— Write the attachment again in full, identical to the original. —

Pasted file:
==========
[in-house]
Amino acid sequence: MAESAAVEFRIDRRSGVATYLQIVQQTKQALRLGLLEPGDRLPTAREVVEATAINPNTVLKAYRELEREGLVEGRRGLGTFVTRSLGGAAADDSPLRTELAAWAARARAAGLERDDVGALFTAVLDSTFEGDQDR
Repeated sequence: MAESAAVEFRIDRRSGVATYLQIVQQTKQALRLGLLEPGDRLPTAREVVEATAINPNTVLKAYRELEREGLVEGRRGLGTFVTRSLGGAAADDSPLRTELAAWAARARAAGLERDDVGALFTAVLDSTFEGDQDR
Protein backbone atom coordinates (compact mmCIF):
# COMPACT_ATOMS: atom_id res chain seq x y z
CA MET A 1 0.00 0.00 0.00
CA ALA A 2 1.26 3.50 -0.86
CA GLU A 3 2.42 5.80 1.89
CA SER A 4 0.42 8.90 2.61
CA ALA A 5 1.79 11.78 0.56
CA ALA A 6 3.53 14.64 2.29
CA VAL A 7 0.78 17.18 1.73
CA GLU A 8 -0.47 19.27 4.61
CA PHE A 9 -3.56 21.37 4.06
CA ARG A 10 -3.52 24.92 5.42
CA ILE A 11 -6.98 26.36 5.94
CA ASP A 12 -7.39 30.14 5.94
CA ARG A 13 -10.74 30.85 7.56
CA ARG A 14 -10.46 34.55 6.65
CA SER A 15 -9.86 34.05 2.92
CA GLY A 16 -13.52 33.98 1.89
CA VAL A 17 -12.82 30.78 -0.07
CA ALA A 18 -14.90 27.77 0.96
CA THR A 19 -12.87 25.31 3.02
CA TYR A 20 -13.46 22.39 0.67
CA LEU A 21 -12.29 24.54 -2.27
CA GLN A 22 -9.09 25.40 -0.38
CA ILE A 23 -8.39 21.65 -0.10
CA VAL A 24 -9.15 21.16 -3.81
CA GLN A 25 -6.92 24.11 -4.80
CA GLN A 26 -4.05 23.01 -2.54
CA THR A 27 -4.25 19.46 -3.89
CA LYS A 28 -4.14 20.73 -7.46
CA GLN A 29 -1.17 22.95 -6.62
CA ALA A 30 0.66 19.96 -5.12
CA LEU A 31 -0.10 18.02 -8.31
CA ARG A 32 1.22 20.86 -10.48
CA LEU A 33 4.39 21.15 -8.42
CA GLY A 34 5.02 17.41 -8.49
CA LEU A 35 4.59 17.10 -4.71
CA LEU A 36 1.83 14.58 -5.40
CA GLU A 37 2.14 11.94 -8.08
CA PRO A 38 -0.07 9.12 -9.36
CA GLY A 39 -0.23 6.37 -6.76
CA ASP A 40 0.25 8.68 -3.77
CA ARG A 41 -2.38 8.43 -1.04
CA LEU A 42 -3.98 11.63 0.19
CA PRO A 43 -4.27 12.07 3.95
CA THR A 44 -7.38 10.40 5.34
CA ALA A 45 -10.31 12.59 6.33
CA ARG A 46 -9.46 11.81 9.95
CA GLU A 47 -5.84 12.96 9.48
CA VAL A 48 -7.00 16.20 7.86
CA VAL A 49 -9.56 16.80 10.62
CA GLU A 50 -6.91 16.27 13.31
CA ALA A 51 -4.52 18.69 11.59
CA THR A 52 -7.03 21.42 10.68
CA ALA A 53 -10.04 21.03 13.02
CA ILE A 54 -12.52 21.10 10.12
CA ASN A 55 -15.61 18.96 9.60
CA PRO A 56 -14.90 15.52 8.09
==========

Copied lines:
[in-house]
Amino acid sequence: MAESAAVEFRIDRRSGVATYLQIVQQTKQALRLGLLEPGDRLPTAREVVEATAINPNTVLKAYRELEREGLVEGRRGLGTFVTRSLGGAAADDSPLRTELAAWAARARAAGLERDDVGALFTAVLDSTFEGDQDR
Repeated sequence: MAESAAVEFRIDRRSGVATYLQIVQQTKQALRLGLLEPGDRLPTAREVVEATAINPNTVLKAYRELEREGLVEGRRGLGTFVTRSLGGAAADDSPLRTELAAWAARARAAGLERDDVGALFTAVLDSTFEGDQDR
Protein backbone atom coordinates (compact mmCIF):
# COMPACT_ATOMS: atom_id res chain seq x y z
CA MET A 1 0.00 0.00 0.00
CA ALA A 2 1.26 3.50 -0.86
CA GLU A 3 2.42 5.80 1.89
CA SER A 4 0.42 8.90 2.61
CA ALA A 5 1.79 11.78 0.56
CA ALA A 6 3.53 14.64 2.29
CA VAL A 7 0.78 17.18 1.73
CA GLU A 8 -0.47 19.27 4.61
CA PHE A 9 -3.56 21.37 4.06
CA ARG A 10 -3.52 24.92 5.42
CA ILE A 11 -6.98 26.36 5.94
CA ASP A 12 -7.39 30.14 5.94
CA ARG A 13 -10.74 30.85 7.56
CA ARG A 14 -10.46 34.55 6.65
CA SER A 15 -9.86 34.05 2.92
CA GLY A 16 -13.52 33.98 1.89
CA VAL A 17 -12.82 30.78 -0.07
CA ALA A 18 -14.90 27.77 0.96
CA THR A 19 -12.87 25.31 3.02
CA TYR A 20 -13.46 22.39 0.67
CA LEU A 21 -12.29 24.54 -2.27
CA GLN A 22 -9.09 25.40 -0.38
CA ILE A 23 -8.39 21.65 -0.10
CA VAL A 24 -9.15 21.16 -3.81
CA GLN A 25 -6.92 24.11 -4.80
CA GLN A 26 -4.05 23.01 -2.54
CA THR A 27 -4.25 19.46 -3.89
CA LYS A 28 -4.14 20.73 -7.46
CA GLN A 29 -1.17 22.95 -6.62
CA ALA A 30 0.66 19.96 -5.12
CA LEU A 31 -0.10 18.02 -8.31
CA ARG A 32 1.22 20.86 -10.48
CA LEU A 33 4.39 21.15 -8.42
CA GLY A 34 5.02 17.41 -8.49
CA LEU A 35 4.59 17.10 -4.71
CA LEU A 36 1.83 14.58 -5.40
CA GLU A 37 2.14 11.94 -8.08
CA PRO A 38 -0.07 9.12 -9.36
CA GLY A 39 -0.23 6.37 -6.76
CA ASP A 40 0.25 8.68 -3.77
CA ARG A 41 -2.38 8.43 -1.04
CA LEU A 42 -3.98 11.63 0.19
CA PRO A 43 -4.27 12.07 3.95
CA THR A 44 -7.38 10.40 5.34
CA ALA A 45 -10.31 12.59 6.33
CA ARG A 46 -9.46 11.81 9.95
CA GLU A 47 -5.84 12.96 9.48
CA VAL A 48 -7.00 16.20 7.86
CA VAL A 49 -9.56 16.80 10.62
CA GLU A 50 -6.91 16.27 13.31
CA ALA A 51 -4.52 18.69 11.59
CA THR A 52 -7.03 21.42 10.68
CA ALA A 53 -10.04 21.03 13.02
CA ILE A 54 -12.52 21.10 10.12
CA ASN A 55 -15.61 18.96 9.60
CA PRO A 56 -14.90 15.52 8.09